Being supportive through long latent stages or helping nervous new mothers who are convinced they are in labour for a week before active labour begins takes time and energy. Listening and coaching women through the intensity of pregnancy and labour is emotional work, and being on prolonged standby with false starts can be exhausting. When we arrive at a birth, we may have already been doing a lot of intense supporting in the weeks, days and hours before.
So how do we each define the scope of our work and create healthy boundaries or contracts since birth is not a neat and tidy or predictable event? How many hours can or should we give our physical, or emotional support without a break? Different doulas have different home circumstances and some may have grown up children and be able to take 48 hours to recover after a marathon birth. It’s wonderful if someone is in a position to be able to do that. But what about the rest of us, with other commitments?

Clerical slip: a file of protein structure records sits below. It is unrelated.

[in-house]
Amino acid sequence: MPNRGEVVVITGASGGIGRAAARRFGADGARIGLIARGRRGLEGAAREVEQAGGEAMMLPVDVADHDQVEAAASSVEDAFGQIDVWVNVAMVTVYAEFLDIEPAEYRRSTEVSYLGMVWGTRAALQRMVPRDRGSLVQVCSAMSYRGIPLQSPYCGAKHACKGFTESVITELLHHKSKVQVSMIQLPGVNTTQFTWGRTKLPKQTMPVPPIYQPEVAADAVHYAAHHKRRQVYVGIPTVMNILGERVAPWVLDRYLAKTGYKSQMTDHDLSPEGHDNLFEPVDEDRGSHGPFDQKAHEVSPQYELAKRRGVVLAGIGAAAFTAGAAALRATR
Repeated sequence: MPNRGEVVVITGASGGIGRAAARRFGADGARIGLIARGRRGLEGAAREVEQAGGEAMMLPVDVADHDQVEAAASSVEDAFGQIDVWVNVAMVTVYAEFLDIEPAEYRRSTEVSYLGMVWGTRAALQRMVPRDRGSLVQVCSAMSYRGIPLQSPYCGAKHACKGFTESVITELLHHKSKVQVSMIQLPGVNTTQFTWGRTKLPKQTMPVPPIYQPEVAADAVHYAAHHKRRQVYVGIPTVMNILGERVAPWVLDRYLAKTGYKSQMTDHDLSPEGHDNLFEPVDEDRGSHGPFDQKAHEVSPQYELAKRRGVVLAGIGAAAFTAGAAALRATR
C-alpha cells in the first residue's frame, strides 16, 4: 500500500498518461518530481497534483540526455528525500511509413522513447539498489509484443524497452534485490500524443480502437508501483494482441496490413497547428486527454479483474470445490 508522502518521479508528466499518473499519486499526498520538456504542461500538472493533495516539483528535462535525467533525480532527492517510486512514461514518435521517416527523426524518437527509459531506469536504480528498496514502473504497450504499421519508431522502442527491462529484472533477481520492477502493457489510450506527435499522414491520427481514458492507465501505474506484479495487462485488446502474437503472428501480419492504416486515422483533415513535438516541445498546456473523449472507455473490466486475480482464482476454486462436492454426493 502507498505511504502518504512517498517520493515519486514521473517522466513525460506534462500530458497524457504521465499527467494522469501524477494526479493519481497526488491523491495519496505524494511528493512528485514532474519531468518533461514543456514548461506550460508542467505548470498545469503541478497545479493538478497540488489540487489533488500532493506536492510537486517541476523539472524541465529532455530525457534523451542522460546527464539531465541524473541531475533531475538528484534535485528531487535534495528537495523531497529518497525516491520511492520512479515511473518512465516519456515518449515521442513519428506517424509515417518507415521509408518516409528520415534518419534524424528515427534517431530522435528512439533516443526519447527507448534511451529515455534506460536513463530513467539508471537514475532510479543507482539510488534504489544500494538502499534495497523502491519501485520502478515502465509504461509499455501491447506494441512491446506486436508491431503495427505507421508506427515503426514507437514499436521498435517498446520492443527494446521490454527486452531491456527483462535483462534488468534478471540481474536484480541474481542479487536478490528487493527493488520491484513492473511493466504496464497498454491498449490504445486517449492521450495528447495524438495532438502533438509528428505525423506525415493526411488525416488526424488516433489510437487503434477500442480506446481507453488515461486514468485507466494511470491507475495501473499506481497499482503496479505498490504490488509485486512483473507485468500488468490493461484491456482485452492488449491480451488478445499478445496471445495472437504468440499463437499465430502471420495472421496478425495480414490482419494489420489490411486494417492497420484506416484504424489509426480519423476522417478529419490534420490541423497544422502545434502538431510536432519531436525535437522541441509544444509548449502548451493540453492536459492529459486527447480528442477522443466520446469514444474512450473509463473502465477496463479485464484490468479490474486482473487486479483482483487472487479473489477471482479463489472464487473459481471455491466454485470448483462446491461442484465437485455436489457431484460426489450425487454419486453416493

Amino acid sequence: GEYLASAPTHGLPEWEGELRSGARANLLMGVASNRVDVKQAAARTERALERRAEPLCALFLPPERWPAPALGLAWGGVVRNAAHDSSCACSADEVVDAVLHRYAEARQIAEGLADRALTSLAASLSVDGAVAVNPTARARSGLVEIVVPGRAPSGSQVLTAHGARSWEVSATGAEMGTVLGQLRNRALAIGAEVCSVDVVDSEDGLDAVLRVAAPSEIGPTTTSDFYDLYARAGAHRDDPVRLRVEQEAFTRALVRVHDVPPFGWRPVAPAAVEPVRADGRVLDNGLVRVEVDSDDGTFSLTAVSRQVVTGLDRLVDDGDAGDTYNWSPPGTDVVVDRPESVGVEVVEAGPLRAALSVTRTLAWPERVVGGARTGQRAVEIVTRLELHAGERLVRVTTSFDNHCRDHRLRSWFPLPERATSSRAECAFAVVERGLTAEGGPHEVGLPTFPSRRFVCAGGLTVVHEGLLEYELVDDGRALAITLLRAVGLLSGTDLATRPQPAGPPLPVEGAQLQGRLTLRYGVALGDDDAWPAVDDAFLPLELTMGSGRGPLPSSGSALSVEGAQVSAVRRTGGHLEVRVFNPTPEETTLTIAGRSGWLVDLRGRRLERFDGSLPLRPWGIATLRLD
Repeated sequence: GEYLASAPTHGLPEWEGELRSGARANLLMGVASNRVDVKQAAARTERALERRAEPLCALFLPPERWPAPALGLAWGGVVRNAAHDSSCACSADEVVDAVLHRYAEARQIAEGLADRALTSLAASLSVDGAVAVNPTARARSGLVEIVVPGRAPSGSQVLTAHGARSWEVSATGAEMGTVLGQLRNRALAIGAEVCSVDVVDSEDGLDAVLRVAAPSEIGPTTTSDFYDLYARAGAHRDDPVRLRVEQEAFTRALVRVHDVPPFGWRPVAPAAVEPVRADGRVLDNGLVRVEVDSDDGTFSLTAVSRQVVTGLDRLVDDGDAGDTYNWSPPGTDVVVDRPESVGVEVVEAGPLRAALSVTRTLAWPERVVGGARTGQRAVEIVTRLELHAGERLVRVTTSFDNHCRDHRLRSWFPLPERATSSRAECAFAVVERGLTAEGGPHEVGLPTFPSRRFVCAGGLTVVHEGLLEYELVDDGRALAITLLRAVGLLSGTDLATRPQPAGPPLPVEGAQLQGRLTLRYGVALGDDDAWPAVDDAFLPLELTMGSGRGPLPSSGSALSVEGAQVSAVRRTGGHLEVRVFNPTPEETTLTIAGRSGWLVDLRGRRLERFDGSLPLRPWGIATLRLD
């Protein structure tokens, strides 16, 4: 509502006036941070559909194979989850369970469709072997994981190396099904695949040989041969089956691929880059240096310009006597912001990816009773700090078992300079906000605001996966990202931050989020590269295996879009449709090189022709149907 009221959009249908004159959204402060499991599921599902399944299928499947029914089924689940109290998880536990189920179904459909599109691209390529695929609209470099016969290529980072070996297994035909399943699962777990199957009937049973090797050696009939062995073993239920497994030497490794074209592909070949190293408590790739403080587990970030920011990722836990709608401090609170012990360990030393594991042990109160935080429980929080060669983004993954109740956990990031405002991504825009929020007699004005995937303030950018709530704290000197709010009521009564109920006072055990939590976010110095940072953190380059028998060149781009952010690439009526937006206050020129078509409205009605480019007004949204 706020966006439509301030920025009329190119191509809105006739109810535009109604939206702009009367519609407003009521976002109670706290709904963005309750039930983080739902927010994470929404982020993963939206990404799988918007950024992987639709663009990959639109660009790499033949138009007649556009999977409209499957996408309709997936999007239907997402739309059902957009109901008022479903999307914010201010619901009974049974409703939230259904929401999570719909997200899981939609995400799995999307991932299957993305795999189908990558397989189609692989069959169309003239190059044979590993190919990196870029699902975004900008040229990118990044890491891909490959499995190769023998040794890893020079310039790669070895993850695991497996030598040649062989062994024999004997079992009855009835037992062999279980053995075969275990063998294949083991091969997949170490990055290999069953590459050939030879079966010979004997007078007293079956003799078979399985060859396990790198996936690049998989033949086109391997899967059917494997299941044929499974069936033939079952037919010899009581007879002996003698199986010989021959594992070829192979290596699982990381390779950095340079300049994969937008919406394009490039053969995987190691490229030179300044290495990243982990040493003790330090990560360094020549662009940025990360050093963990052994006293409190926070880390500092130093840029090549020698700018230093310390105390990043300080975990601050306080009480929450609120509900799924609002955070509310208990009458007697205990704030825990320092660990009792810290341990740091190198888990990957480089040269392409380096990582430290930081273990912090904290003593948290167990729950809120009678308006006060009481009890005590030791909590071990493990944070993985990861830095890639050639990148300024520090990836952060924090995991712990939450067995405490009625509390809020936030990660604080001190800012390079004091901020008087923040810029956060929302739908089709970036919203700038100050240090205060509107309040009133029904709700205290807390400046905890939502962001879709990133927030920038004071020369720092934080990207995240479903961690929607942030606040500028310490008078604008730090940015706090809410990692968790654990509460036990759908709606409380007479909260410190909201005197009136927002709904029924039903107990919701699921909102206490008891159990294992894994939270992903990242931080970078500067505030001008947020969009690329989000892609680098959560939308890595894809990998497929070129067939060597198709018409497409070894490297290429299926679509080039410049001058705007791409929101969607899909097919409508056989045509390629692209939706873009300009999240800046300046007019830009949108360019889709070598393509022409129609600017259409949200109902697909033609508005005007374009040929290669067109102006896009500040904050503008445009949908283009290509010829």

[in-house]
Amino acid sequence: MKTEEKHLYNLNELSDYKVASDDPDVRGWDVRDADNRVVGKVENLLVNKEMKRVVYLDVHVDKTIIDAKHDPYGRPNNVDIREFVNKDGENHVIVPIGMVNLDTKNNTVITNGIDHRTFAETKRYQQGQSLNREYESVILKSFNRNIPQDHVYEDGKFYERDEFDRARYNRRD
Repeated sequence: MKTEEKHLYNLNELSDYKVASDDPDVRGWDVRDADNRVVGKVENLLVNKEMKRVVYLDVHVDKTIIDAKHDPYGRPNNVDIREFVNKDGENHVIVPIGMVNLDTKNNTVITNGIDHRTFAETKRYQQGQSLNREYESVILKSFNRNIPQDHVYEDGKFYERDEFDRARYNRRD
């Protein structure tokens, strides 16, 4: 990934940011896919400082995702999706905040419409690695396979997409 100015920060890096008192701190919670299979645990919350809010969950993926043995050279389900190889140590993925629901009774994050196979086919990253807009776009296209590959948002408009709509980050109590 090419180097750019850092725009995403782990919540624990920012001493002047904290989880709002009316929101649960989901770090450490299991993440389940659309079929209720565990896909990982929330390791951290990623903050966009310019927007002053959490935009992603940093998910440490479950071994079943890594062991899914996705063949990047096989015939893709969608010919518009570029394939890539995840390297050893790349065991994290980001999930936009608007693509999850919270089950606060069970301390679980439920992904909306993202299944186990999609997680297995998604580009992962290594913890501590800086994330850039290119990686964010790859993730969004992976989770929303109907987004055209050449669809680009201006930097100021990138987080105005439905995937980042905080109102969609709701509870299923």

In an ideal world, each of us who does this work would drop everything and be with a woman for the whole labour and birth. We know how lack of continuity can be disheartening for women and the reason they have hired us is often because they feel dizzy from meeting so many different midwives and just want a sense of someone who knows them personally to cling to for the duration – a friendly face who will be there just for them. When they are investing hundreds of pounds to have you there – a sum which some partners need a lot of convincing to spend in the first place – then it feels like a contract of honour that we stay until the end.